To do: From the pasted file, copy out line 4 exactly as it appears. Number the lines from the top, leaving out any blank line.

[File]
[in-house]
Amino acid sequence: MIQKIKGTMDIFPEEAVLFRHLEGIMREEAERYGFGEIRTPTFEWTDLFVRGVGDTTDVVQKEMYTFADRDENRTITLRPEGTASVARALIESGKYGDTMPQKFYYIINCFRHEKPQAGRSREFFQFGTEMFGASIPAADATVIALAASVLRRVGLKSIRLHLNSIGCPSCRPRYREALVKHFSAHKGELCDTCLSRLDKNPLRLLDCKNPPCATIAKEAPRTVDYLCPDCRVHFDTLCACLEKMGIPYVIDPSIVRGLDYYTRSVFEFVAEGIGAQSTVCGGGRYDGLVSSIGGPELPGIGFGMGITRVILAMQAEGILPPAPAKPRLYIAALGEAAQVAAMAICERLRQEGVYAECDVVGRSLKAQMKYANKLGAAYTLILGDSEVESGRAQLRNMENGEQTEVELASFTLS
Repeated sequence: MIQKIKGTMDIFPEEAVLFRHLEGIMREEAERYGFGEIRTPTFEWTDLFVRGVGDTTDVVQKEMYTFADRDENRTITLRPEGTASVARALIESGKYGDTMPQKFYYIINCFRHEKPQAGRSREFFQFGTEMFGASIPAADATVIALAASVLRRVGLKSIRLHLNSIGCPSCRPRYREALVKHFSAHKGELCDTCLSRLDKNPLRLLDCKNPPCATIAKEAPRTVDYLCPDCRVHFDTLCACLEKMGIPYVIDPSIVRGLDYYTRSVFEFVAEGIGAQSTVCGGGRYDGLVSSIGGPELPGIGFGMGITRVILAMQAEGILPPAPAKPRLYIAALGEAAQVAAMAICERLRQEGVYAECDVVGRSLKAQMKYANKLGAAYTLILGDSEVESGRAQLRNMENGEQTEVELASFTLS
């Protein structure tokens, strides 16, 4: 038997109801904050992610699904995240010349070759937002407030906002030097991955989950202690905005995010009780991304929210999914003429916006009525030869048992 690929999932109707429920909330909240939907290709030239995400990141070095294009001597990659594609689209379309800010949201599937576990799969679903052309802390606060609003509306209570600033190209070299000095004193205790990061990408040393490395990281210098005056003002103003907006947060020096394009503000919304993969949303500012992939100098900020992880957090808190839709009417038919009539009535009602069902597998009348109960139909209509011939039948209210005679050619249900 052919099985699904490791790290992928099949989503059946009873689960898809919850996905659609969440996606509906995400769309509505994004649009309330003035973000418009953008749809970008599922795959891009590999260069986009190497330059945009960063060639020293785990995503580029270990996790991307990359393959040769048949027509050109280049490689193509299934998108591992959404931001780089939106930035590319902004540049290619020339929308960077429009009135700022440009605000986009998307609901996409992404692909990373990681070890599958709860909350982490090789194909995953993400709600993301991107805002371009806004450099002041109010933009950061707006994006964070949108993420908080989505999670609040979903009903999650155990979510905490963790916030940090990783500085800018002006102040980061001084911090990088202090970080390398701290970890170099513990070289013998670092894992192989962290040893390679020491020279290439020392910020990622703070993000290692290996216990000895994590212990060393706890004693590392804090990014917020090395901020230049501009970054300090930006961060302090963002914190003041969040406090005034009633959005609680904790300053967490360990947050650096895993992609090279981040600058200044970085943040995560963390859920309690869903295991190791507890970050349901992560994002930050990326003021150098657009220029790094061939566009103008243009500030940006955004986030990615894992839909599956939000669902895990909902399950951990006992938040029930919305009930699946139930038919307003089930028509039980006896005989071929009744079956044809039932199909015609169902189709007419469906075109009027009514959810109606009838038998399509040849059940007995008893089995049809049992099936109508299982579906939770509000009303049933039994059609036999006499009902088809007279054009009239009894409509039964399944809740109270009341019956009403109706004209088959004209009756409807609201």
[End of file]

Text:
């Protein structure tokens, strides 16, 4: 038997109801904050992610699904995240010349070759937002407030906002030097991955989950202690905005995010009780991304929210999914003429916006009525030869048992 690929999932109707429920909330909240939907290709030239995400990141070095294009001597990659594609689209379309800010949201599937576990799969679903052309802390606060609003509306209570600033190209070299000095004193205790990061990408040393490395990281210098005056003002103003907006947060020096394009503000919304993969949303500012992939100098900020992880957090808190839709009417038919009539009535009602069902597998009348109960139909209509011939039948209210005679050619249900 052919099985699904490791790290992928099949989503059946009873689960898809919850996905659609969440996606509906995400769309509505994004649009309330003035973000418009953008749809970008599922795959891009590999260069986009190497330059945009960063060639020293785990995503580029270990996790991307990359393959040769048949027509050109280049490689193509299934998108591992959404931001780089939106930035590319902004540049290619020339929308960077429009009135700022440009605000986009998307609901996409992404692909990373990681070890599958709860909350982490090789194909995953993400709600993301991107805002371009806004450099002041109010933009950061707006994006964070949108993420908080989505999670609040979903009903999650155990979510905490963790916030940090990783500085800018002006102040980061001084911090990088202090970080390398701290970890170099513990070289013998670092894992192989962290040893390679020491020279290439020392910020990622703070993000290692290996216990000895994590212990060393706890004693590392804090990014917020090395901020230049501009970054300090930006961060302090963002914190003041969040406090005034009633959005609680904790300053967490360990947050650096895993992609090279981040600058200044970085943040995560963390859920309690869903295991190791507890970050349901992560994002930050990326003021150098657009220029790094061939566009103008243009500030940006955004986030990615894992839909599956939000669902895990909902399950951990006992938040029930919305009930699946139930038919307003089930028509039980006896005989071929009744079956044809039932199909015609169902189709007419469906075109009027009514959810109606009838038998399509040849059940007995008893089995049809049992099936109508299982579906939770509000009303049933039994059609036999006499009902088809007279054009009239009894409509039964399944809740109270009341019956009403109706004209088959004209009756409807609201």